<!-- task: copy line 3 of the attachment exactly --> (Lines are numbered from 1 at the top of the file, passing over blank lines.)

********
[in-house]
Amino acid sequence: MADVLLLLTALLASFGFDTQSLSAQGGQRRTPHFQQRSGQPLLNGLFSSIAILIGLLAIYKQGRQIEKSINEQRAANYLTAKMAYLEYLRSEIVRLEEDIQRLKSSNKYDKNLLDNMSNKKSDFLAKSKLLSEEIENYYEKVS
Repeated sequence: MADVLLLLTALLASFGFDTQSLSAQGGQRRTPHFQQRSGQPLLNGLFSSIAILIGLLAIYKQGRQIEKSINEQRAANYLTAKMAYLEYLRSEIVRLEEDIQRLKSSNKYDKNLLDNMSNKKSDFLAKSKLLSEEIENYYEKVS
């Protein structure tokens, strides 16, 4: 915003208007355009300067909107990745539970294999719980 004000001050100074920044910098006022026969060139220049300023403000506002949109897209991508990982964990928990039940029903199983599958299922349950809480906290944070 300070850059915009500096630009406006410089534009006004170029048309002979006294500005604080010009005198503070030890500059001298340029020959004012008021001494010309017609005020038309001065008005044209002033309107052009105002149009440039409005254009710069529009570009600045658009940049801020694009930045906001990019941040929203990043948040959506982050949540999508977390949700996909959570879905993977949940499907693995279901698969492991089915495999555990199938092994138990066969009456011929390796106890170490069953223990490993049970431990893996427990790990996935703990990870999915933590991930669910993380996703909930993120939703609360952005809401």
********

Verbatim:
Repeated sequence: MADVLLLLTALLASFGFDTQSLSAQGGQRRTPHFQQRSGQPLLNGLFSSIAILIGLLAIYKQGRQIEKSINEQRAANYLTAKMAYLEYLRSEIVRLEEDIQRLKSSNKYDKNLLDNMSNKKSDFLAKSKLLSEEIENYYEKVS